Selecting the Right Chicken Breeds

Self-Reflection Will Help You Chose the Right Chicken Breeds for Eggs

A preview from our April/May 2017 issue of Backyard Poultry. Subscribe for more great stories like this! 

Whether you’re starting a new flock or expanding one you already have, spring is the time when many people start to have baby chicks on the mind. It’s good to do some planning and figure out just what you need ahead of time. What breeds are right for you? Where do you get them? And what will they need when you get them home? Read on for answers to some of these big questions about how to get started right with new baby chicks.


So you’ve decided you want to raise chickens. Your first big task is to look at all the variety of chicken breeds and figure out which you want to raise. For us, this discussion began with some self-reflection.

Why do we want to raise chickens?

We wanted fresh eggs for our family but also wanted to sell eggs as a business. This meant we needed to consider chicken breeds that laid consistently. It was important that we could depend on production throughout the year. There are a number of sex link chicken breeds, which have been bred specifically for the purpose of consistent laying. Another benefit of sex link breeds is that sexing chicks is easy because of their coloring, which means less chance of getting roosters (males who don’t lay eggs) when we want pullets (female egg-layers). We added a few of these chicken breeds to our list of possibilities.

Since we were planning to sell our eggs, we needed to think about what our customers wanted. For this, we used Survey Monkey to ask friends, colleagues, and neighbors what they would buy. Most people wanted variously colored eggs in their carton, unlike the uniformly brown or white eggs at the grocery. So our flock would need to be a blend of different chicken breeds, perhaps including some heritage chicken breeds for their uniquely colored eggs.


We have three young boys, so we also looked at the best chickens for kids. Our boys are rough and tumble; we needed birds they could handle without issues: calm, gentle, and sturdy. I knew that handling the birds from the start would be important, but the more I read, the clearer it became that breed, too, plays a role in chicken personality.


Climate can be an important factor too. Some chicken breeds do better with cold than others, and the same is true for an extremely warm environment. For example, a larger comb helps a chicken cool off when it is very hot, but also makes it more susceptible to frostbite when the temperatures drop.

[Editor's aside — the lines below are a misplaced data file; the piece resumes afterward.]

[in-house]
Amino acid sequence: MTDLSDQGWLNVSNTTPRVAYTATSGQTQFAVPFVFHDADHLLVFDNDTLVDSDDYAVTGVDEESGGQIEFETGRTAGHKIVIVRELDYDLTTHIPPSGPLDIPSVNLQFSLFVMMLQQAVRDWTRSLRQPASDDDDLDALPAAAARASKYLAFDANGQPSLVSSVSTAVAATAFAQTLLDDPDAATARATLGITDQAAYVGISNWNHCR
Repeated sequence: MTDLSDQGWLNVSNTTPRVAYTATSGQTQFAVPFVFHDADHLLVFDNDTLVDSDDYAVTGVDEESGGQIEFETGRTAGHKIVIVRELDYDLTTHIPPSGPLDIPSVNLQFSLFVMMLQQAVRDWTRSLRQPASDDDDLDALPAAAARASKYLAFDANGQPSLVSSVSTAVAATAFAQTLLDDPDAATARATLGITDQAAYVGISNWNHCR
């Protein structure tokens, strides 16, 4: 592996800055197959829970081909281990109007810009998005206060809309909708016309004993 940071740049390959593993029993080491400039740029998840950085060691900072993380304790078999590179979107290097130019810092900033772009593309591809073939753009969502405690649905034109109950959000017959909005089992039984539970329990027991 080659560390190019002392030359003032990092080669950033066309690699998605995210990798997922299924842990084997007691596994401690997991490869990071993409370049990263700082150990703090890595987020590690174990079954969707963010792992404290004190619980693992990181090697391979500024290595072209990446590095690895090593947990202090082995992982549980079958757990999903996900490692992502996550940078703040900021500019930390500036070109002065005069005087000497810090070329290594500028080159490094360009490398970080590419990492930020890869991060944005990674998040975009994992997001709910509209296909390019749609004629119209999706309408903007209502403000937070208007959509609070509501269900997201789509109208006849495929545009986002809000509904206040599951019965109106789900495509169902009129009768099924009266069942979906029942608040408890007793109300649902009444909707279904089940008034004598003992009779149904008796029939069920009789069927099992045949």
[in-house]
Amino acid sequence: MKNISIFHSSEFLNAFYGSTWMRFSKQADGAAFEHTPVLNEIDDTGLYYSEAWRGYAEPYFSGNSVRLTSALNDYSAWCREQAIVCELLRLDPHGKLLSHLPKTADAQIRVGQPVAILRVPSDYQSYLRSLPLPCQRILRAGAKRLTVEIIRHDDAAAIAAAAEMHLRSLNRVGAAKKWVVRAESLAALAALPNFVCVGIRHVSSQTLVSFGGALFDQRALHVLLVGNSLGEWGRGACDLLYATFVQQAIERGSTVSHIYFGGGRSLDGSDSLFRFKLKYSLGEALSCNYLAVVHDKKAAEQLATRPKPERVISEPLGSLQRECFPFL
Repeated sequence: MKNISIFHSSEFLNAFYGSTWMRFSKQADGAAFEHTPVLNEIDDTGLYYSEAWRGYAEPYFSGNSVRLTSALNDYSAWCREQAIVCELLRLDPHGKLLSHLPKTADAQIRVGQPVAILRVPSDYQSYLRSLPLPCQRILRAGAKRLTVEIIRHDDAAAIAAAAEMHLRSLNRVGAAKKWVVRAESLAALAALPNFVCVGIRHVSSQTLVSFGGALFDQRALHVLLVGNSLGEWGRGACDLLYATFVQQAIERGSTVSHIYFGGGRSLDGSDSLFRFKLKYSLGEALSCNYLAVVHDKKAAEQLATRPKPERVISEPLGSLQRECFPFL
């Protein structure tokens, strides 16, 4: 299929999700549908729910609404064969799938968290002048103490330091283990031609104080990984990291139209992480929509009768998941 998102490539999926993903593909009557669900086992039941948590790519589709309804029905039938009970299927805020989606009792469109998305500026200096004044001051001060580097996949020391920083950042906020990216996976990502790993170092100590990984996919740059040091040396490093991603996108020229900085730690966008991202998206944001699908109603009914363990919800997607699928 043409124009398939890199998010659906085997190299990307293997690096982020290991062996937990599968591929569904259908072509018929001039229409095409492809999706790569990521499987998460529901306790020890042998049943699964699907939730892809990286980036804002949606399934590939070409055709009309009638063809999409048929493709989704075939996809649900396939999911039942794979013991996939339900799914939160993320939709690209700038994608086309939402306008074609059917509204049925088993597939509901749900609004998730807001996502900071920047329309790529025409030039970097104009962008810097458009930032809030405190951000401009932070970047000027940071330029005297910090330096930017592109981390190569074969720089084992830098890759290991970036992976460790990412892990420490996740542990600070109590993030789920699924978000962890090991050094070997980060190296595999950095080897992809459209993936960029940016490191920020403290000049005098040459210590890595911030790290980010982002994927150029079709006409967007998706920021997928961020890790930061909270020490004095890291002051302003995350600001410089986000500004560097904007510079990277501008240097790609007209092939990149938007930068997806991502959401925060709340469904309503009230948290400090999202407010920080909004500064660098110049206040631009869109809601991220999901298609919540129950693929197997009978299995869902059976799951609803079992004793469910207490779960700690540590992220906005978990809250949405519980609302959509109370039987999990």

Finally, chickens don’t lay eggs forever. That meant eventually they would supplement our diets with not just their eggs but also their meat. This reality inspired us to look at dual purpose chicken breeds. These are chicken breeds which can be raised for egg production and meat. We learned over time that all healthy chickens can be consumed, but breeds like Silkies don’t give much return on the effort to process them; so it makes sense if you intend to eat your birds to consider dual purpose chicken breeds.

Chicken Breeds For Us

You’re probably wondering which chicken breeds we finally decided upon. We chose several breeds to provide a variety of colors in our eggs.

Rhode Island Reds – These classic dual purpose birds are popular for good reason; they are easy-going, curious, friendly and consistently lay good-sized brown eggs. Our boys carry them around. When I go in the coop, they approach to see what I’m up to.

A curious Rhode Island Red

Easter Eggers – Though we ordered Ameraucanas, they are actually Easter Eggers; the mutt of chickens, they are hearty and resilient. These are some of our favorite birds; smart and curious. They bond to us like no other breed we’ve raised. My husband has one we call his girlfriend because whenever he comes outside she follows him around. One broody hen raised a duckling when its mother wouldn’t. Their eggs vary in color from turquoise to pale blue to violet to nearly white. But the trade-off for these interesting colors is their production drops significantly in winter.

My husband’s “girlfriend”

Welsummers – We added this heritage breed for dimension in our brown eggs as theirs are a deeper, richer brown. The birds are beautiful. Hens have golden feathers around their necks that look like a burst of sunshine and roosters are straight off the Corn Flakes box. They are a little more standoffish than the other chicken breeds we have and don’t like to be held. They lay eggs most days.

Welsummer Rooster

Golden Comets – These sex link hybrid birds round out our flock and add consistency to our brown egg production. They love people and actually follow our five-year-old like he’s mother hen.

Chicken Breeds For You

I shared how we decided which chicken breeds were right for us. These may not necessarily be the breeds that will be best suited for you. Carefully reflect on your goals for raising chickens; then research which chicken breeds will serve you best.

What are your favorite chicken breeds? Let us know in the comments below.

A preview from our April/May 2017 issue of Backyard Poultry. Subscribe for more great stories like this! 

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